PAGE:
Brown on Business

April 5-11, 2021

Federal banking regulators search for artificial intelligence


By Wesley Brown


Five of the nation’s top financial regulatory agencies announced on Monday that they are gathering insight on banks and financial institutions’ use of artificial intelligence, or AI.


The agencies, which include the Federal Reserve Board, the Consumer Financial Protection Bureau (CFPB), the Federal Deposit Insurance Corporation (FDIC), the National Credit Union Administration (NCUA), and the Office of the Comptroller of the Currency (OCC), said they are seeking information from the public on how financial institutions use AI and so-called machine learning in their operations and day-to-day activities.


As in many federal fishing expeditions seeking input from the private sector and public, the announced request for information (RFI) is looking to gain input from financial institutions, trade associations, consumer groups, and other stakeholders on the growing use of AI by financial institutions.


More specifically, the RFI seeks comments to better understand the use of AI by financial institutions and the appropriate governance, risk management, and controls over the sometimes scary technology that mimics human behavior. In the upcoming days, the federal banking agencies plan to push out the RFI in the Federal Register, where anyone can make comments over a period of 60 days.


Depending on feedback, the Federal Register will close or extend the comment period and the Big Five banking regulators will decide if they need to implement new policies, rulemaking, or request Congress to sponsor new laws dealing with AI.


But to find the origin and history of AI, machine learning, and data analytics in the banking sector, the Federal Reserve and the other banking regulators may find those roots in Arkansas. The story has been told many times surrounding the origin of the former Systematics and how it was the foundation of the growing financial technology or fintech industry. But it was best explained during a Little Rock Chamber of Commerce annual meeting in December 2015 when Gary Norcross, current Chairman, President, and CEO of Jacksonville, Fla.-based Financial National Information Services (FIS), was the keynote.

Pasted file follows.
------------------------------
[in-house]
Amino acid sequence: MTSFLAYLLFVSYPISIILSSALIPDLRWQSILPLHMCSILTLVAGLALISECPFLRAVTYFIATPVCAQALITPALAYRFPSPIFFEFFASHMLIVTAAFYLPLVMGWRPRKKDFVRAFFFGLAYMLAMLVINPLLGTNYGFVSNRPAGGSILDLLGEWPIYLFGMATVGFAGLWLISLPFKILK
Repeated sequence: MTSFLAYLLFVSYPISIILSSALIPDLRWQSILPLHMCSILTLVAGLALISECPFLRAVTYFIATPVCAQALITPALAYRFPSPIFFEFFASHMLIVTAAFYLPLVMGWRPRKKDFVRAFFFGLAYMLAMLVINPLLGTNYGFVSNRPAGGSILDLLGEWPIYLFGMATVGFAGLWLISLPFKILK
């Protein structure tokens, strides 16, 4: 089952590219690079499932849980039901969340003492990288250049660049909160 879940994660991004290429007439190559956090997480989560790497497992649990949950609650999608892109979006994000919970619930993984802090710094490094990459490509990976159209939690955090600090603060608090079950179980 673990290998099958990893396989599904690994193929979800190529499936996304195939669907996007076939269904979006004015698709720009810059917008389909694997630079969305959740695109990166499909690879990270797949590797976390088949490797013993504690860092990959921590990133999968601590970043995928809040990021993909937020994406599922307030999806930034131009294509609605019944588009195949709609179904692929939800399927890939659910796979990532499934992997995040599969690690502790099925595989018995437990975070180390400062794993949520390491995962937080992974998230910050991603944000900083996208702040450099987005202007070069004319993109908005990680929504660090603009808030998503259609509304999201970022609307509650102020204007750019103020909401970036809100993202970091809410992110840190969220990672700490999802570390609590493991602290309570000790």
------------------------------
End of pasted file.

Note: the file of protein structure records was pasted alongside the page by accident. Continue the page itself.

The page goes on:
During that speech in Little Rock, Norcross told a packed chamber crowd that the dramatic rise of the Arkansas-bred financial services and technology giant he now leads resulted from key principles that have guided the company for nearly five decades.


Founded as Systematics Inc. in 1968, and later acquired by Alltel Information Services in 1990, and eventually bought by Jacksonville, Fla.-based Fidelity National Financial in 2003, FIS is now the world’s largest provider of banking payment technologies with more than 20,000 financial clients in over 130 countries. Two weeks before his chamber talk in Arkansas, FIS had just completed the acquisition of former rival SunGard, in a cash and stock deal worth $5.1 billion.


That deal nearly doubled FIS’s size and made it the clear winner in the race to be the global leader in the financial technology and payment processing industry, where the Florida-based Fortune 500 firm now has more than 55,000 employees worldwide. But Norcross has not forgotten his Razorback roots.


“We have such a proud heritage of being a part of Little Rock and part of Arkansas, and that is something we don’t take lightly,” said Norcross, who took the reins as FIS’s top executive on the first day of 2015.


The University of Arkansas graduate, who started at FIS as a management trainee for the Alltel split off in 2003, said the foundation of the company’s consistent and strong growth are the “guiding principles” of building trust, inspiring passion to act, fostering an entrepreneurial spirit, empowering employee growth and giving back to the communities the company services.